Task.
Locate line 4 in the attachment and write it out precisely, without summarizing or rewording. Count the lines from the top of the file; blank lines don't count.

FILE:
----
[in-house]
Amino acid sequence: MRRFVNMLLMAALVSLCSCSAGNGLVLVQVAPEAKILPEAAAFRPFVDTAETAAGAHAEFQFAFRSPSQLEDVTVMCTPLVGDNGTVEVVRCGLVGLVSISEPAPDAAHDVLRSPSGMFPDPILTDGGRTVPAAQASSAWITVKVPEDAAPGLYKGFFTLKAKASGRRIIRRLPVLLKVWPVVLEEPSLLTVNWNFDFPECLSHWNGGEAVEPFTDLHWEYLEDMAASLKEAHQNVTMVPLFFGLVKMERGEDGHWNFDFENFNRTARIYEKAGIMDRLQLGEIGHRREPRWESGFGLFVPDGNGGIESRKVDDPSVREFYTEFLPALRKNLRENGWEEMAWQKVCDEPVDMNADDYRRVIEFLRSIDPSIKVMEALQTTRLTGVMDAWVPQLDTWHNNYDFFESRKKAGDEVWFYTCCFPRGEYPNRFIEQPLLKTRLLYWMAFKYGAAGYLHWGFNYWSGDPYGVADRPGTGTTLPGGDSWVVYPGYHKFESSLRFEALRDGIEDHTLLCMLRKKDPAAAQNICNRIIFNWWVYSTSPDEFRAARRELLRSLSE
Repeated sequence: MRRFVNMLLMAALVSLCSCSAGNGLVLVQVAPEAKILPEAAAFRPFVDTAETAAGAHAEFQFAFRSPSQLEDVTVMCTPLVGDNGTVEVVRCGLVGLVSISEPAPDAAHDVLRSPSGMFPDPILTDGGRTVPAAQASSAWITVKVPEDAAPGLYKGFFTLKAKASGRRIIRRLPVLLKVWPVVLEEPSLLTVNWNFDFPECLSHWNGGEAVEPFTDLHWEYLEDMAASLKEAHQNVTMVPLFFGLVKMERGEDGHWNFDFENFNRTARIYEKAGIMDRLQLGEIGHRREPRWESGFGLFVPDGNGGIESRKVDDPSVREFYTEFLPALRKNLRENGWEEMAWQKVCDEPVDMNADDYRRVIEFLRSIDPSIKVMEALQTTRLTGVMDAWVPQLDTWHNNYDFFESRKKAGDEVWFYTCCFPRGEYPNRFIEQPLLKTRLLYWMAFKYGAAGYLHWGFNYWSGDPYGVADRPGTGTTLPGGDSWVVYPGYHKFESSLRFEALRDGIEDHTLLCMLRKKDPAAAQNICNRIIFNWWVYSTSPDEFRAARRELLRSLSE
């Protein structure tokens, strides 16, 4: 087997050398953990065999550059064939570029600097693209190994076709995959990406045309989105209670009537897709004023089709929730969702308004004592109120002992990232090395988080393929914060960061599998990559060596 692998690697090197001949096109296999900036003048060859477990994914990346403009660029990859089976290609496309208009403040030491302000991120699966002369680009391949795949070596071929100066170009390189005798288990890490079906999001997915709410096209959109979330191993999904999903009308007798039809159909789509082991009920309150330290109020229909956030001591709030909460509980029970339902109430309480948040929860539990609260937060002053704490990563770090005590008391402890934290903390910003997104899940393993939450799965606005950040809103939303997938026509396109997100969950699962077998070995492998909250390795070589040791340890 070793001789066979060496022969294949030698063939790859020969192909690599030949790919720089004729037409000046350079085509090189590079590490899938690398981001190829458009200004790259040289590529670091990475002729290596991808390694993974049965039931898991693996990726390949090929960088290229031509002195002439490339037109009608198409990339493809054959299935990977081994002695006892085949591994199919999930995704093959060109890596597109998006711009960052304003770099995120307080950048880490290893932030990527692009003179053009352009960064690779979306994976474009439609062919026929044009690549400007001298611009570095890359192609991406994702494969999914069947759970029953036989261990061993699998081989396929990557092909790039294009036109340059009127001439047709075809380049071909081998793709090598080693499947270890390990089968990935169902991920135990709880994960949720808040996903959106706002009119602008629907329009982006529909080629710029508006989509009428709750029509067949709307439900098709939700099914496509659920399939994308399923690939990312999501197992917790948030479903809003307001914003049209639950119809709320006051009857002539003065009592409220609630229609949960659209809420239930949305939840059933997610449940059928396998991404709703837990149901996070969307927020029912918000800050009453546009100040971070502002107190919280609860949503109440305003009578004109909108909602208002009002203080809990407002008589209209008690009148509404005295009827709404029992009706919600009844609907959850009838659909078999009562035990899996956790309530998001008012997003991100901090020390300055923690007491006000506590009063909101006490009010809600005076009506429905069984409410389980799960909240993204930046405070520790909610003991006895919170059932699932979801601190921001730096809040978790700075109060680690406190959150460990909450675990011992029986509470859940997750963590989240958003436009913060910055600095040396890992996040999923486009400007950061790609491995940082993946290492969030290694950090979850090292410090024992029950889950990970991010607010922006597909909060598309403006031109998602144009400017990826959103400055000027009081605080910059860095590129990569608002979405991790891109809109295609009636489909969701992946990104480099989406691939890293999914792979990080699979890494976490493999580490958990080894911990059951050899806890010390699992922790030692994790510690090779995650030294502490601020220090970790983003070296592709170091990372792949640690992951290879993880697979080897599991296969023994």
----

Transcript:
């Protein structure tokens, strides 16, 4: 087997050398953990065999550059064939570029600097693209190994076709995959990406045309989105209670009537897709004023089709929730969702308004004592109120002992990232090395988080393929914060960061599998990559060596 692998690697090197001949096109296999900036003048060859477990994914990346403009660029990859089976290609496309208009403040030491302000991120699966002369680009391949795949070596071929100066170009390189005798288990890490079906999001997915709410096209959109979330191993999904999903009308007798039809159909789509082991009920309150330290109020229909956030001591709030909460509980029970339902109430309480948040929860539990609260937060002053704490990563770090005590008391402890934290903390910003997104899940393993939450799965606005950040809103939303997938026509396109997100969950699962077998070995492998909250390795070589040791340890 070793001789066979060496022969294949030698063939790859020969192909690599030949790919720089004729037409000046350079085509090189590079590490899938690398981001190829458009200004790259040289590529670091990475002729290596991808390694993974049965039931898991693996990726390949090929960088290229031509002195002439490339037109009608198409990339493809054959299935990977081994002695006892085949591994199919999930995704093959060109890596597109998006711009960052304003770099995120307080950048880490290893932030990527692009003179053009352009960064690779979306994976474009439609062919026929044009690549400007001298611009570095890359192609991406994702494969999914069947759970029953036989261990061993699998081989396929990557092909790039294009036109340059009127001439047709075809380049071909081998793709090598080693499947270890390990089968990935169902991920135990709880994960949720808040996903959106706002009119602008629907329009982006529909080629710029508006989509009428709750029509067949709307439900098709939700099914496509659920399939994308399923690939990312999501197992917790948030479903809003307001914003049209639950119809709320006051009857002539003065009592409220609630229609949960659209809420239930949305939840059933997610449940059928396998991404709703837990149901996070969307927020029912918000800050009453546009100040971070502002107190919280609860949503109440305003009578004109909108909602208002009002203080809990407002008589209209008690009148509404005295009827709404029992009706919600009844609907959850009838659909078999009562035990899996956790309530998001008012997003991100901090020390300055923690007491006000506590009063909101006490009010809600005076009506429905069984409410389980799960909240993204930046405070520790909610003991006895919170059932699932979801601190921001730096809040978790700075109060680690406190959150460990909450675990011992029986509470859940997750963590989240958003436009913060910055600095040396890992996040999923486009400007950061790609491995940082993946290492969030290694950090979850090292410090024992029950889950990970991010607010922006597909909060598309403006031109998602144009400017990826959103400055000027009081605080910059860095590129990569608002979405991790891109809109295609009636489909969701992946990104480099989406691939890293999914792979990080699979890494976490493999580490958990080894911990059951050899806890010390699992922790030692994790510690090779995650030294502490601020220090970790983003070296592709170091990372792949640690992951290879993880697979080897599991296969023994």